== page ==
Toyota Considers $400M Tundra/Tacoma Plant Upgrade
Toyota is reportedly considering investing another $400M into its San Antonio, Texas plant setting it up to potentially produce different types of vehicles and more vehicles overall like more Tundra pickups.
According to BizJournals.com, the investment was announced at meetings with both the city of San Antonio and Bexar County considering incentive packages for the potential investment. This investment would be the largest in the region in years.
San Antonio’s Mayor Ron Nirenberg said they will vote on its incentive package on May 30.
“Toyota is one of the world’s most innovative companies and is a champion of San Antonio’s workforce and community development,” Nirenberg said to BizJournals.
While there are no official details from Toyota rumors have been circulating the investment will focus on adding new technology and would result in expansions for Toyota suppliers.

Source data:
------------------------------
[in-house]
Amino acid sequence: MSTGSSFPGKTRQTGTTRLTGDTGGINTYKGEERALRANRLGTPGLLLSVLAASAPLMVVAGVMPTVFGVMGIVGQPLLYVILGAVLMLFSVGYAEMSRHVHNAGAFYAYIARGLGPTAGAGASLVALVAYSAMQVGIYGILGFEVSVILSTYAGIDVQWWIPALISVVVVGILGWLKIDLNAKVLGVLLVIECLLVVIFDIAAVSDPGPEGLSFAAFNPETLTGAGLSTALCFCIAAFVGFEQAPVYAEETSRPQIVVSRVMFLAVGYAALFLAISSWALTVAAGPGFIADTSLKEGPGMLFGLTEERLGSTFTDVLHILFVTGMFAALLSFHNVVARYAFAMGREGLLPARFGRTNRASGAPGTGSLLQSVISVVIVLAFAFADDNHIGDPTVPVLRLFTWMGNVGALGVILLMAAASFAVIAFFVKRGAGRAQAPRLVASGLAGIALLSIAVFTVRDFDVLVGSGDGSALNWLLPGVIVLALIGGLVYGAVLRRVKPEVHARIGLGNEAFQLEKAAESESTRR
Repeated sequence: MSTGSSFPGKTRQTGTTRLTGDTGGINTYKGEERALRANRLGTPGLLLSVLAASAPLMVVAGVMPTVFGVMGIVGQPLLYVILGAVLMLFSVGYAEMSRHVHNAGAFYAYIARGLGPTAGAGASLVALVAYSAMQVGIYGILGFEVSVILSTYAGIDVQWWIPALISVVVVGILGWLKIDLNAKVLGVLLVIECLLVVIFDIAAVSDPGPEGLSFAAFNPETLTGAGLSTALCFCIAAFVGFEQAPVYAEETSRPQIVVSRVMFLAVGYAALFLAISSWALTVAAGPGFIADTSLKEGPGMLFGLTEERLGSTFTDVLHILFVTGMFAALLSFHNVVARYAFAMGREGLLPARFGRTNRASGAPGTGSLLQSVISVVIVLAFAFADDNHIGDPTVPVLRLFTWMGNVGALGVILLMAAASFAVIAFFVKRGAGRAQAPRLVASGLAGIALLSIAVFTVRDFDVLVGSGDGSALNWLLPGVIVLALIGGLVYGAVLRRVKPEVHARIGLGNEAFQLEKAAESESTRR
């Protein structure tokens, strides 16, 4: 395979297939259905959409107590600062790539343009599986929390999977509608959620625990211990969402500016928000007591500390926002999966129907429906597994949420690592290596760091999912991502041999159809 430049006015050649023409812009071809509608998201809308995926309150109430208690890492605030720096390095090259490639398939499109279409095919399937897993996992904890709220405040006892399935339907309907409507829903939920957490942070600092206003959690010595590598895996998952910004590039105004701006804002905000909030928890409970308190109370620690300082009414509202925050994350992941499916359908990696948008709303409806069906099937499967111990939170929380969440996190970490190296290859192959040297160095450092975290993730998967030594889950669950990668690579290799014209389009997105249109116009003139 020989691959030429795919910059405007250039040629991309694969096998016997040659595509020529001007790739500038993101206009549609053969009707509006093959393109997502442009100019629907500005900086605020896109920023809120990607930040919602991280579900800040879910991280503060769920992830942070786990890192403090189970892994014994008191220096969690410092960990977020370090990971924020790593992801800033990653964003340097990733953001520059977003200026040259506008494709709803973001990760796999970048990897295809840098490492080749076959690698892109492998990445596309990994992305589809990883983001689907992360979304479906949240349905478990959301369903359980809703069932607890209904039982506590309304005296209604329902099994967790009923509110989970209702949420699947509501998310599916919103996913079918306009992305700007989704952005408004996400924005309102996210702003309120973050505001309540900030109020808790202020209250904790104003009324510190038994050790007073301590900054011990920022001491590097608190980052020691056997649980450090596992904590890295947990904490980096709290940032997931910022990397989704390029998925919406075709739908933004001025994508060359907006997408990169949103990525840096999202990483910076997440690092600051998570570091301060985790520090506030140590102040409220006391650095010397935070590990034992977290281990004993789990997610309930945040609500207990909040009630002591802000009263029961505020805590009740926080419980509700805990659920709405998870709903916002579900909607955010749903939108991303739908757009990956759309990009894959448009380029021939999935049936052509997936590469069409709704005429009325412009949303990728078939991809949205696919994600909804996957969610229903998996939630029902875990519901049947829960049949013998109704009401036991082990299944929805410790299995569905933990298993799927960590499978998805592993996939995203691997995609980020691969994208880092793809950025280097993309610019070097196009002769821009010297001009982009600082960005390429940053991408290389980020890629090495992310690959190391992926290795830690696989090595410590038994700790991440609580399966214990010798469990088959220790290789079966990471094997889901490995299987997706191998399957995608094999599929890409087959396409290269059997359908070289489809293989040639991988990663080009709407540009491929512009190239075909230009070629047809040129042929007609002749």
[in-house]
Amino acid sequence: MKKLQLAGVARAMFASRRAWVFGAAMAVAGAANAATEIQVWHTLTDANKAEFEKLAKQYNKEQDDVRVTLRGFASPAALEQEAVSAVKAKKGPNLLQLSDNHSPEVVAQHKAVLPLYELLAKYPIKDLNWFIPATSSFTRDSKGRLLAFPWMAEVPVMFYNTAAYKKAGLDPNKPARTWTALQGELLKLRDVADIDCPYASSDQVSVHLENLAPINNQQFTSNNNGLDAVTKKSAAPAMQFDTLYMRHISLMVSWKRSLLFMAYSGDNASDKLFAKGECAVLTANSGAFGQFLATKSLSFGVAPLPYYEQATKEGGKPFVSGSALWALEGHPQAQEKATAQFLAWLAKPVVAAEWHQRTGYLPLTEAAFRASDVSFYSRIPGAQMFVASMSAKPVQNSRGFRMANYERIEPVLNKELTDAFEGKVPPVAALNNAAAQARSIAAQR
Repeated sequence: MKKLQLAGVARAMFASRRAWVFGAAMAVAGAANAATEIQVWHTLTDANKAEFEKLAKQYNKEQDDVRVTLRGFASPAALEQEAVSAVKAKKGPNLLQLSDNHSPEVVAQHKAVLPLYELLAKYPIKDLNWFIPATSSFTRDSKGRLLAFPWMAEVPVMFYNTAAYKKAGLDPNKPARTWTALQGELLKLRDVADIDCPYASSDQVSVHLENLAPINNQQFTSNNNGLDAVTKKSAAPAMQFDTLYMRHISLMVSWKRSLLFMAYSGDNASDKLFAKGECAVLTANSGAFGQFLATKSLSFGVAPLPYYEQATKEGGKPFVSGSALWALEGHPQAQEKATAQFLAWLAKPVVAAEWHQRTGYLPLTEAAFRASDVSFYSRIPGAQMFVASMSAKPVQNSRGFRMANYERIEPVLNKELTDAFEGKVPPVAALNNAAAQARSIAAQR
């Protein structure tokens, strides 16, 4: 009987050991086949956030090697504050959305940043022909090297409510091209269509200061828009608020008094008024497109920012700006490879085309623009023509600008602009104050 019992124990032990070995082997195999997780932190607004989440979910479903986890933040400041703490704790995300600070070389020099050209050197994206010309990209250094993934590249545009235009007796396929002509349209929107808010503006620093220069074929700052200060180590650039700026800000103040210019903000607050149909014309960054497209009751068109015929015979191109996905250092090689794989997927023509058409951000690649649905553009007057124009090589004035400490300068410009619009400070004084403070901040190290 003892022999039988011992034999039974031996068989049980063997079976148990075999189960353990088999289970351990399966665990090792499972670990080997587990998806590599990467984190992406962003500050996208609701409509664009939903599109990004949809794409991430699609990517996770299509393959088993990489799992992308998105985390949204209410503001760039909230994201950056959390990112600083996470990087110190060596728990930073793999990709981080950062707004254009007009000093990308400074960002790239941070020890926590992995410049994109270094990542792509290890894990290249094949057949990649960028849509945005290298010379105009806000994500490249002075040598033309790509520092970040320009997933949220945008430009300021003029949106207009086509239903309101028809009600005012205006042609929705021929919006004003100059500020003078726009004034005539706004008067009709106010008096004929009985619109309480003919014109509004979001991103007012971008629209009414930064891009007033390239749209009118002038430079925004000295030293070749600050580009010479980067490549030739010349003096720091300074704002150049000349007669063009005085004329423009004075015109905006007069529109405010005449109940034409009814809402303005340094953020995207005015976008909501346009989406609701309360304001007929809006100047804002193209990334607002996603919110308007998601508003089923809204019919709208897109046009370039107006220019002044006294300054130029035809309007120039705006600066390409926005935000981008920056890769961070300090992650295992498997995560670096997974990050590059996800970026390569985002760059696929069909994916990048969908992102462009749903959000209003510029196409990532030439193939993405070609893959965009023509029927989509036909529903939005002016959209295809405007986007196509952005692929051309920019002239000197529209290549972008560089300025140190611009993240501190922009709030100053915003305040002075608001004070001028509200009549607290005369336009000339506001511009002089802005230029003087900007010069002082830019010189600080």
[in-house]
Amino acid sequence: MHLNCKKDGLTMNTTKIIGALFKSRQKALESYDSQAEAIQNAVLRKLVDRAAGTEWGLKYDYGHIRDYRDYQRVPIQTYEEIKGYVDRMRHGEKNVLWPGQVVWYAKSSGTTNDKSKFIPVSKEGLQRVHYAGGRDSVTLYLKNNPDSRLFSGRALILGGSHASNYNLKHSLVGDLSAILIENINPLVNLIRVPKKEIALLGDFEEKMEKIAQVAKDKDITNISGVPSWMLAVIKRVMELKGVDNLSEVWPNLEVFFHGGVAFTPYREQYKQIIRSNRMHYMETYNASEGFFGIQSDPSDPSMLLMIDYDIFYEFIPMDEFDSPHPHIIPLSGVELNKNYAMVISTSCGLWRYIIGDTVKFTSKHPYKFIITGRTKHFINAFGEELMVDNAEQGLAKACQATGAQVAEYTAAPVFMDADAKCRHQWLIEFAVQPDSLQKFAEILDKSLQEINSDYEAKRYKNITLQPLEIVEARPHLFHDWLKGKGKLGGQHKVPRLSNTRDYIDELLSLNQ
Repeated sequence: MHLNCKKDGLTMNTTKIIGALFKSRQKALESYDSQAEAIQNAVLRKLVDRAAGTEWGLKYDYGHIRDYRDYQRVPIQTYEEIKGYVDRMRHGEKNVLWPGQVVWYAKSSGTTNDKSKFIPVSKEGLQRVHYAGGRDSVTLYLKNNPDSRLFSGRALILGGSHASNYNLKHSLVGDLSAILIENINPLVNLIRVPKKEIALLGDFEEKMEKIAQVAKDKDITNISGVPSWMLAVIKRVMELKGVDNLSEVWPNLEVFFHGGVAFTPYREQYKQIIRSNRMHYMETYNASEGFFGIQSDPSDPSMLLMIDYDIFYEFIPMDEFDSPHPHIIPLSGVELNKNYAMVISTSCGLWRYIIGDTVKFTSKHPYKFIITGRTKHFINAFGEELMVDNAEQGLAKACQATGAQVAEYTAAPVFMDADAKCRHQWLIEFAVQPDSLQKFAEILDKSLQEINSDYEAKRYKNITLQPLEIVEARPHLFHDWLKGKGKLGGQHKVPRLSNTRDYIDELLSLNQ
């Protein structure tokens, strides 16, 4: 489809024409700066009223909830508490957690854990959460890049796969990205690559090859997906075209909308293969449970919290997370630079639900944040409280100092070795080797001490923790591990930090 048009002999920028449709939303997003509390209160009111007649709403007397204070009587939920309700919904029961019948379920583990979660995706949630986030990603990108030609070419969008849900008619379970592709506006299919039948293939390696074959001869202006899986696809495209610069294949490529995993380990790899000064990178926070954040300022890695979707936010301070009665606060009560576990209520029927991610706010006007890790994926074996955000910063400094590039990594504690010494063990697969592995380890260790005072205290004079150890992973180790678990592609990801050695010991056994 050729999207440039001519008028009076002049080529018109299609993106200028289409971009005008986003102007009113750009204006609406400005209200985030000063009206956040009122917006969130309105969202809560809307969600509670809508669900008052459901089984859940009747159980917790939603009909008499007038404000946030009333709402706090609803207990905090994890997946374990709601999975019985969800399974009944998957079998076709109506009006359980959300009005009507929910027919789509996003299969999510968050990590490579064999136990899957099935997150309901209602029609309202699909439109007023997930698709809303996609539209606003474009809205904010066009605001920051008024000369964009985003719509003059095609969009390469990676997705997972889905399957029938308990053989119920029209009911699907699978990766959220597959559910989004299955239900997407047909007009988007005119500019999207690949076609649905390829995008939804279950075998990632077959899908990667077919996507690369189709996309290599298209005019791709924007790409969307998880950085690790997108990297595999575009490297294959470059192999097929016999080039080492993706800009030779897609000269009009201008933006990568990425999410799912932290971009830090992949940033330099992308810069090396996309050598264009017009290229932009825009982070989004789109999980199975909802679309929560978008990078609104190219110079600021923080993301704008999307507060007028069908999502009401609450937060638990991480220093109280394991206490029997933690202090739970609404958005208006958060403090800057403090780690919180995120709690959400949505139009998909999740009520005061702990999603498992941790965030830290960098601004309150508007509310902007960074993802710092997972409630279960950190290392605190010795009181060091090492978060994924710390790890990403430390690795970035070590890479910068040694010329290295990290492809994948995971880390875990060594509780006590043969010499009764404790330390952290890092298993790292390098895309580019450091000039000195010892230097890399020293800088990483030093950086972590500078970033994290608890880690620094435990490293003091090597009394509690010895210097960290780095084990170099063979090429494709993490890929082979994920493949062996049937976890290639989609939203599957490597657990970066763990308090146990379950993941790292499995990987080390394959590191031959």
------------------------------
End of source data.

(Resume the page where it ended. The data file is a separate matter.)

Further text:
In another article for the San Antonio Express-News, Rene Dominguez, director of the city’s Economic Development Department, laid out the investment and the city’s proposed incentives to the City Council members.
“With this investment, TMMTX would add next-generation, state of the art technology that is not currently utilized in the Americas to its existing production lines, creating greater flexibility to produce additional vehicle models,” Dominguez wrote.
While Toyota has expanded the Baja California plant to build more Tacoma pickups and a new plant for additional Tacoma production is planned for Guanajuato, Mexico, San Antonio’s Mayor Marquez said he still thinks there is room for growth.
“We have an amazing plant site, a great workforce and amazing skilled talent programs,” Marquez said.
“Toyota will not leave that asset sitting there forever,” Marquez told the BizJournal reporters earlier this year. “One day, we will have a second production line. We’re ready to help make that happen.”
Our guess is the additional plant improvement would then go for the Tundra and/or it would clear the way for the Sequoia to move from Princeton, Indiana plant.